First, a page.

LANDSCAPER LICENSING IN OTHER STATES
By: Duke Chen, Legislative Analyst II
Does Connecticut require landscapers to be licensed? Which states require landscape contractors to be licensed?
Connecticut does not require landscapers to be licensed. But “landscaping” falls within the definition of “home improvement” and home improvement contractors doing work above certain monetary thresholds must register with the Department of Consumer Protection (DCP) (CGS § 20-419). A contractor does not have to register if the total price for an improvement is less than $200 and less than $1,000 for all of his or her contracts in a 12-month period.
We identified five states that require landscape contractors to be licensed. These are California, Hawaii, Mississippi, Nevada, and Utah. All of these states define landscaping differently. Thus, the purpose for which a license is required varies from state-to-state, as do the license fees and penalties for violations. All five states have minimum experience and examination requirements for licensure.
Connecticut only requires home improvement contractors to register with DCP and annually pay (1) a $120 registration fee (CGS § 20-421) and (2) $100 to the Home Improvement Guarantee Fund, which was established to reimburse people unable to recover losses suffered because a registered contractor failed to fulfill a contract (CGS § 20-432).
California defines a “landscape contractor” as someone who constructs, maintains, repairs, installs, or subcontracts the development of landscape systems and facilities for public and private gardens and other areas designed to aesthetically, architecturally, horticulturally, or functionally improve the grounds within or surrounding a structure or a tract or plot of land. A landscape contractor also prepares and grades plots and areas of land for the installation of any architectural, horticultural, and decorative treatment or arrangement (Cal. Code Regs. tit. 16 § 832.27).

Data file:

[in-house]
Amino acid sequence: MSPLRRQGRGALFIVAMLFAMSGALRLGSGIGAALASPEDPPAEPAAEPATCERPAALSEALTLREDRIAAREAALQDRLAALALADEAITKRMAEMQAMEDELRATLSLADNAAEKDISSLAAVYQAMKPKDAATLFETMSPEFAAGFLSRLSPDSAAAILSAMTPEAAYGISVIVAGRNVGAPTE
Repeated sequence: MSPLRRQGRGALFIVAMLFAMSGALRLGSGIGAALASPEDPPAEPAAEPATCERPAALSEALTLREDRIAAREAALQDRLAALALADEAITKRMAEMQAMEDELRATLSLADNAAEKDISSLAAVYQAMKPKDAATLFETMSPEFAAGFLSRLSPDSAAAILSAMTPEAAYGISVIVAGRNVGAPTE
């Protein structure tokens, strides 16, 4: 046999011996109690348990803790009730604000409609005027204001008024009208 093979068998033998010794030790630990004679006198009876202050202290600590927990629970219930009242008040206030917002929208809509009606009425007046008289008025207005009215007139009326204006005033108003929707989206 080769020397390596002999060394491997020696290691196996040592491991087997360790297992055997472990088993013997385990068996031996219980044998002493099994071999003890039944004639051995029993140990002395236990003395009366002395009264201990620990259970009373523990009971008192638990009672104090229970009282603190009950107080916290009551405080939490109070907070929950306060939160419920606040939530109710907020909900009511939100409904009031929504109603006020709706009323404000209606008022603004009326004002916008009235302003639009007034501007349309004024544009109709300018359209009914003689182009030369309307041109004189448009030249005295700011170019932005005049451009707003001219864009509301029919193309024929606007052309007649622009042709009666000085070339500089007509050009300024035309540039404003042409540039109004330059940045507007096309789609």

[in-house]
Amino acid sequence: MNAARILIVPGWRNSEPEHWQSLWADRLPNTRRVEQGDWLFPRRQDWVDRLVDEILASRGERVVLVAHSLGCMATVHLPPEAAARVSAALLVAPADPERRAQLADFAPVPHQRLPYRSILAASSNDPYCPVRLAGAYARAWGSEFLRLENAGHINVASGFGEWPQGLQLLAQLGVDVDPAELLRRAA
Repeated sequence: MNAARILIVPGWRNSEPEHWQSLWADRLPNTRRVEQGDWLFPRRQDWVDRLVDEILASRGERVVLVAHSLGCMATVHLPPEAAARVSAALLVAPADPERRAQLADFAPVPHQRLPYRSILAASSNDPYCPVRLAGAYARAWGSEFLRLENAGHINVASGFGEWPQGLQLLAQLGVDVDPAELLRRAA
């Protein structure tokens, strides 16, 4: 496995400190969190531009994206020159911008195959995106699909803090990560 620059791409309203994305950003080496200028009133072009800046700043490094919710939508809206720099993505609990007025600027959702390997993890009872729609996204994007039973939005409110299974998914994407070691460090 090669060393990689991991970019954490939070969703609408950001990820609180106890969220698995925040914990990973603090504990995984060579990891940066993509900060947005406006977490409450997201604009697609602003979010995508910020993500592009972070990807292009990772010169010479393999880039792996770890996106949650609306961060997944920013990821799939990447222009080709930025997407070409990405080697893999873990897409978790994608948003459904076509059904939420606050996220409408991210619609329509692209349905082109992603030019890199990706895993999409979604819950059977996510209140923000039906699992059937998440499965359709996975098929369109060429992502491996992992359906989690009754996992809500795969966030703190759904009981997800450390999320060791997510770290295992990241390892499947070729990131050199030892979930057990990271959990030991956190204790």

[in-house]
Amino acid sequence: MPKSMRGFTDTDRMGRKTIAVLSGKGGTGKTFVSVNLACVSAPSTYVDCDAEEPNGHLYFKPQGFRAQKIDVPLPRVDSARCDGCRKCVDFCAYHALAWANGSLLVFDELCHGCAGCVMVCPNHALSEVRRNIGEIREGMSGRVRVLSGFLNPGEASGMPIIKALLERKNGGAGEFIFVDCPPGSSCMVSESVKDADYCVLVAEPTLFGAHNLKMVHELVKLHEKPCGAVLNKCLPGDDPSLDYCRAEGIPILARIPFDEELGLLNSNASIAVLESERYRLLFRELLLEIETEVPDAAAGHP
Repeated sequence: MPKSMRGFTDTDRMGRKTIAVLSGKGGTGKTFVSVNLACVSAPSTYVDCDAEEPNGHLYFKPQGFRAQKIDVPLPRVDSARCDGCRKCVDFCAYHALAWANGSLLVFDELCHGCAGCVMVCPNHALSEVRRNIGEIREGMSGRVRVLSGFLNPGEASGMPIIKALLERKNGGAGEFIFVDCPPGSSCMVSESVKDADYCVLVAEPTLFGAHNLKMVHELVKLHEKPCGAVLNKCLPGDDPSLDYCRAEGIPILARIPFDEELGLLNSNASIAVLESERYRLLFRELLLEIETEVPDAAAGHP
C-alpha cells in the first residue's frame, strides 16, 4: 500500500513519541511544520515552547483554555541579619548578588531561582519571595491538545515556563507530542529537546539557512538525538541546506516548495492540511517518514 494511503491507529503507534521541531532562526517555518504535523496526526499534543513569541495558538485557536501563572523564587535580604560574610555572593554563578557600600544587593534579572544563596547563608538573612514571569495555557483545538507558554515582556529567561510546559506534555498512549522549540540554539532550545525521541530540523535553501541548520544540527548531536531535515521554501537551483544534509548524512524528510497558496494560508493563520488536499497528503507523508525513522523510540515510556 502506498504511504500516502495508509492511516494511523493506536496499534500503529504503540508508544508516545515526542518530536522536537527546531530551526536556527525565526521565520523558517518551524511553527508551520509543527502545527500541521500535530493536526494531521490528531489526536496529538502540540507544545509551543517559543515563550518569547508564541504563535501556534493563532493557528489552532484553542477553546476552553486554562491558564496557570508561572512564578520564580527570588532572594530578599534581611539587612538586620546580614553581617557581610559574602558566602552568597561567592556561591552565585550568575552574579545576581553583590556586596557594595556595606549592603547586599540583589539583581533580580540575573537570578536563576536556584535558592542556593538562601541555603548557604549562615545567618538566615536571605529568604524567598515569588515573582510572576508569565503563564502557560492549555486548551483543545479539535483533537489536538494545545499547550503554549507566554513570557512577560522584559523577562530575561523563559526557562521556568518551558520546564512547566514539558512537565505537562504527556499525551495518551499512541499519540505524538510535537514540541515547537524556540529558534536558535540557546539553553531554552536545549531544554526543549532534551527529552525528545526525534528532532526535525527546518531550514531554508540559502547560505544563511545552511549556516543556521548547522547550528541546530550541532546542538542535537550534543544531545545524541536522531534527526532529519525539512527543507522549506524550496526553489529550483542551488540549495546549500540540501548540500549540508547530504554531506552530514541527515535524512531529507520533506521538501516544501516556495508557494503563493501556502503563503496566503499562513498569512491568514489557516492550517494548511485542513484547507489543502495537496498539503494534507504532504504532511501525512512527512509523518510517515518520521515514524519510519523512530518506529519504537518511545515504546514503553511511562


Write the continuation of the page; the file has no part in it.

Anyone seeking to be licensed as a landscape contractor must submit an application to the California Department of Consumer Affairs along with a $300 fee (Cal. Code Regs. tit. 16 § 811). He or she must also have four years' experience, within the last 10 years immediately before the application, at a journey level or as a foreman, supervising employee, contractor, or owner-builder. The experience must be verified by a qualified and responsible person, such as a homeowner, employer, fellow employee, journeyman, contractor, union representative, building inspector, architect, or engineer (Cal. Code Regs. tit. 16 § 825). Comparable knowledge or training may be substituted for experience (Cal. Code Regs. tit. 16 § 826).
California also requires landscape contractors to pass a landscaping-specific exam (Cal. Code Regs. tit. 16 § 840). (For California's landscaping contractor examination study guide, see http://www.cslb.ca.gov/Resources/StudyGuides/C27StudyGuide.pdf.)
Penalties for violations of pertinent laws vary depending on severity and other factors, but can range from a civil fine of $100 to $5,000 (Cal. Code Regs. tit. 16 § 884).
Hawaii defines a “landscaping contractor” as someone who:
1. prepares plots of land for architectural horticulture;
2. provides decorative treatment and arrangement of gardens, lawns, and other vegetation;
3. constructs conservatories, hot and greenhouses, drainage and sprinkler systems, among other things; and
4. places hydro-mulching for ground cover and for soil containment, which includes installing certain irrigation control wiring (Haw. Code R. Chapter 77, Exhibit A, Specialty Contractor Classifications).
Anyone seeking to be licensed as a landscape contractor must submit an application to the Hawaii Department of Commerce and Consumer Affairs with a $50 application fee, $75 examination fee, and a $415 or $545 license fee depending on the application date (http://hawaii.gov/dcca/pvl/faqs/contractor_faq.pdf).
An applicant must have, within the 10 years immediately before the application, at least four years of experience in the particular classification he or she intends to work (Haw. Code R. § 16-77-18). The contracting board may accept training or other equivalent knowledge or experience to satisfy the experience requirement (Haw. Code R. § 16-77-20). An applicant is also generally required to take and pass a written examination testing his or her knowledge in landscaping (Haw. Code R. § 16-77-40).